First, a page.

As organizations are moving faster to reduce their inhouse infrastructure, database and application management overhead, many are migrating their legacy on-premises ERP, SCM, HCM, and CX applications to Oracle Fusion Cloud Applications. And it is very common to see such organizations already invested in a consolidated data warehouse. A data warehouse is typically a common target of all data sets from various applications. Therefore, migrating applications to Oracle SaaS requires a good understanding of the future state of the data warehouse and reporting, as these co-exist with the overall systems architecture. Some organizations have evaluated keeping their on-premises data warehouse as-is, and therefore feeding it data from Fusion apps. While this may sound like an easier to do approach, in comparison to building a data warehouse from the ground up, it does have challenges. As a result, many lean more towards investing in a more futuristic approach to analytics altogether, an approach that is compatible with the modernity of the Fusion apps and provides the flexibility, governance and advanced functionality expected by the business community.
Whether the decision is to keep your current data warehouse and feed it Fusion Cloud apps data, or build a new one altogether, in this blog I will present different approaches to extracting data from Fusion Cloud apps. Each of the approaches has certain advantages over the rest, depending on your future state architecture and the source applications involved in data consolidation for reporting. My aim here is to present these differentiating characteristics of each approach and therefore help in finding the most suitable platform to feed Fusion data into a data warehouse.
Explore key considerations, integrating the cloud with legacy applications and challenges of current cloud implementations.
The table below compares six different platforms to accomplish this type of integration. A few remarks on this analysis:
- Data Sync is listed below as one of the options. While Oracle Data Sync 2.6.1 is still available from Oracle for download and is currently supported, it is considered an outdated tool. For your roadmap, you are highly encouraged not to rely on Data Sync for your future state analytics solution.
- Fusion Analytics Warehouse (FAW) is not listed below as one of the options. However, FAW should be a very viable option for you to implement if you are on Fusion Cloud Apps. It offers pre-built ETL from Fusion Apps to an Autonomous Data Warehouse. In addition, its extensibility framework allows for adding in customization at the data warehouse, semantic model and dashboard levels. It is excluded from this analysis since it offers an end-to-end solution and is fully managed by Oracle.
- BI Publisher: BI Publisher allows exporting data from Fusion apps, however, its good at handling limited use cases. It is not recommended as a general approach to integrating Fusion apps data into a data warehouse, due to the complexity of managing and maintaining a large number of such data exports.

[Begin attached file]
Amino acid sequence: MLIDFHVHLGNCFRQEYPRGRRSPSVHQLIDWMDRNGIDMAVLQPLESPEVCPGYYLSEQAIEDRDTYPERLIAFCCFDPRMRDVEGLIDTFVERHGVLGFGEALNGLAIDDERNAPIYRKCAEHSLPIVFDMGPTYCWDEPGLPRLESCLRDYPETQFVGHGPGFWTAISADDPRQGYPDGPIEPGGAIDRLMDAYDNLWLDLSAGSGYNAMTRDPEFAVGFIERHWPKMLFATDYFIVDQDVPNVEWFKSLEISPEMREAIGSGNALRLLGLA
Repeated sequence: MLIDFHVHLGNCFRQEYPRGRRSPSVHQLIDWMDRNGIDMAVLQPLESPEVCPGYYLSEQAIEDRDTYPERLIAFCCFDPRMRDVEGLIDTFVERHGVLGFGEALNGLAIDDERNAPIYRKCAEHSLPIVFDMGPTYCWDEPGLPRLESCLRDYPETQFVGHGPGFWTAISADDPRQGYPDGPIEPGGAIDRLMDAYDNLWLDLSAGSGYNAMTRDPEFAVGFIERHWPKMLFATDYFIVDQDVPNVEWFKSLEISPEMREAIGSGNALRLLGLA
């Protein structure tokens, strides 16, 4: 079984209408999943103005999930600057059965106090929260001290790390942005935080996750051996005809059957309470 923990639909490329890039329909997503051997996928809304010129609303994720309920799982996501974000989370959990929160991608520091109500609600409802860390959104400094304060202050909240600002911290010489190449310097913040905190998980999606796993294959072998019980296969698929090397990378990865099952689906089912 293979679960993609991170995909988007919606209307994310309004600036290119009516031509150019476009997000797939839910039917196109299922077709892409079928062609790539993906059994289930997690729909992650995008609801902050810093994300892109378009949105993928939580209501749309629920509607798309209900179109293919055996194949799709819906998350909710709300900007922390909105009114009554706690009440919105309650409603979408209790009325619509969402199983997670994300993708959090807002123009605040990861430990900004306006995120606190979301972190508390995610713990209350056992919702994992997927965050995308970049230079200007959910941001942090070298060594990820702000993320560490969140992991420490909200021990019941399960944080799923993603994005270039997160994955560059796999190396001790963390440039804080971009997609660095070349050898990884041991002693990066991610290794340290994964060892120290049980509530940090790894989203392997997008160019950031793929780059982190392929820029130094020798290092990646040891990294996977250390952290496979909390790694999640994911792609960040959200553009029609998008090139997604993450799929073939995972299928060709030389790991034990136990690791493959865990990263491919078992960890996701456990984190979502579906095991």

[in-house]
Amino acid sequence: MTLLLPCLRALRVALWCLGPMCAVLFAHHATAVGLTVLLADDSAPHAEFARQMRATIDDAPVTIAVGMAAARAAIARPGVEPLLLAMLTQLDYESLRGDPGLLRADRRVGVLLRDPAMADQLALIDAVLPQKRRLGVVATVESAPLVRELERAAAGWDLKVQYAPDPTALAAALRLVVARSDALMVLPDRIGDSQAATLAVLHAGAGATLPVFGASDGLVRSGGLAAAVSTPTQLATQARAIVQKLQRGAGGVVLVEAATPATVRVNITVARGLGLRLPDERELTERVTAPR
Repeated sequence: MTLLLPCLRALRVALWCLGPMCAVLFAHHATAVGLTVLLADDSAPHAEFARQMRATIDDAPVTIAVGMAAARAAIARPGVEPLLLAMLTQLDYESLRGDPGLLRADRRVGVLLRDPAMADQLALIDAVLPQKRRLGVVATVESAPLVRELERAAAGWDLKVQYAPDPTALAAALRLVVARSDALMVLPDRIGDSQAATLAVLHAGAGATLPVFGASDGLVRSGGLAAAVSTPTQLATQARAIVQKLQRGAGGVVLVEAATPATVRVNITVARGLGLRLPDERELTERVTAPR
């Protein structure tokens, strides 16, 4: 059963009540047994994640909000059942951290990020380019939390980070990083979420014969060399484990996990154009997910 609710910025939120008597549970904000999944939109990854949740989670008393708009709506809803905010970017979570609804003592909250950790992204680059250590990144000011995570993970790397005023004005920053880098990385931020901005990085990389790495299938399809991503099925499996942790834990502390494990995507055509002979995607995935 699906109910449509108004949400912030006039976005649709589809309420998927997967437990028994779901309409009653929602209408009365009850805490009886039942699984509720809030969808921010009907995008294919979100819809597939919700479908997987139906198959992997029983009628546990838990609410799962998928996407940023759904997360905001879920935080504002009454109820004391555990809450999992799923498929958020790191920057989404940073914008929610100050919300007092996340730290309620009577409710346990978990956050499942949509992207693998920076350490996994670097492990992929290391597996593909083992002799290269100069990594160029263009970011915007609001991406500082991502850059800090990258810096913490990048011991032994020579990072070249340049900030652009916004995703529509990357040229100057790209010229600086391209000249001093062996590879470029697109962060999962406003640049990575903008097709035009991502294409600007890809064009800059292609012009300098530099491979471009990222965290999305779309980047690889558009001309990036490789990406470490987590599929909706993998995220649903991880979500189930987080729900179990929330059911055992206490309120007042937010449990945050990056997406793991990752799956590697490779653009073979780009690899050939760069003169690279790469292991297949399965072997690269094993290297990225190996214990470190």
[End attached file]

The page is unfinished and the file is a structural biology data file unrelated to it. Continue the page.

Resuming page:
|OAC Direct Query||OAC BICC Replication||Oracle Data Sync||OCI Data Integration||ODI Web (Data Transforms)||Incorta Oracle Cloud App Connector|
|Requires Additional Software Install & Maintenance||No||No||Yes||No||Yes||No|
|Cloud Infrastructure||Yes||Yes||Yes (IaaS is optional)||Yes||Yes||Yes (IaaS is optional)|
|Cloud Platform||Yes – Oracle Managed||Yes – Oracle Managed||No – Platform is Customer Managed||Yes – Oracle Managed||No – Platform is Customer Managed||Yes (PaaS is optional)|
|Leverages Fusion OTBI||Yes: Real-time||No||Yes||No||No||No|
|Leverages Fusion BICC||No||Yes||Not natively, can read from OCI Object Storage if BICC is configured outside of Data Sync||Yes||Yes||Yes|
|Supports Extracts from Custom Fusion PVOs||No||Yes||Requires manual config through BICC||With Parameters||Yes||Yes|
|Supports Real-time Reporting on Fusion Data||Yes||No||No||No||No||No|
|Supports Incremental Loads||Not applicable||Yes||Yes||Yes||Yes||Yes|
|Supports Handling of Deletes||Not applicable||Yes – native automatic handling||No||Yes – Requires custom handling of deletes||Yes – Requires custom handling of deletes||Yes – Requires custom handling of deletes|
|Supports Historical Changes Tracked in Fusion||Not applicable||Yes||No||Yes, if source PVO includes historical updates||Yes, if source PVO includes historical updates||Yes, if source PVO includes historical updates|
|Automatic Management of BICC Runs and exported CSV Files||Not applicable||Yes||No||Yes||Yes||BICC runs are managed directly in BICC, CSV Files are managed by Incorta Connector|
|Supports Filtering Extracts||Yes||Yes||Yes||Yes||Yes||Yes|
|Supports Scheduling of Data Extracts||Not applicable||Yes||Yes||Yes||Yes||Yes|
|Allows for Data Transformation (such as joining Fusion to non-Fusion data while loading)||Not applicable||No||Yes (also supports sourcing from Amazon, Redshift, Apache Hive, Azure SQL DB, SQL Server, MySQL, Amazon S3, OCI Object Storage, PostgreSQL)||Yes (also supports sourcing from Parquet, Azure, SQL Server, PostgreSQL, Apache Hive and Amazon)||Yes (also supports sourcing from Oracle DB, MS SQL Server, MySQL, Salesforce, NetSuite, Cassandra, Hypersonic SQL, IBM DB2 UDB, Informix)||No (transformation is possible post data ingestion)|
|Supported Data Load Targets||Not applicable||Oracle DBs (including Autonomous)||Oracle DBs (including Autonomous), MySQL, OCI Object Storage (CSV, JSON, Parquet, Avro)||Oracle DBs (including Autonomous), OCI Object Storage (CSV, JSON, Parquet, Avro)||Oracle DB, MS SQL Server, MySQL||Incorta Shared Storage (Parquet Files)|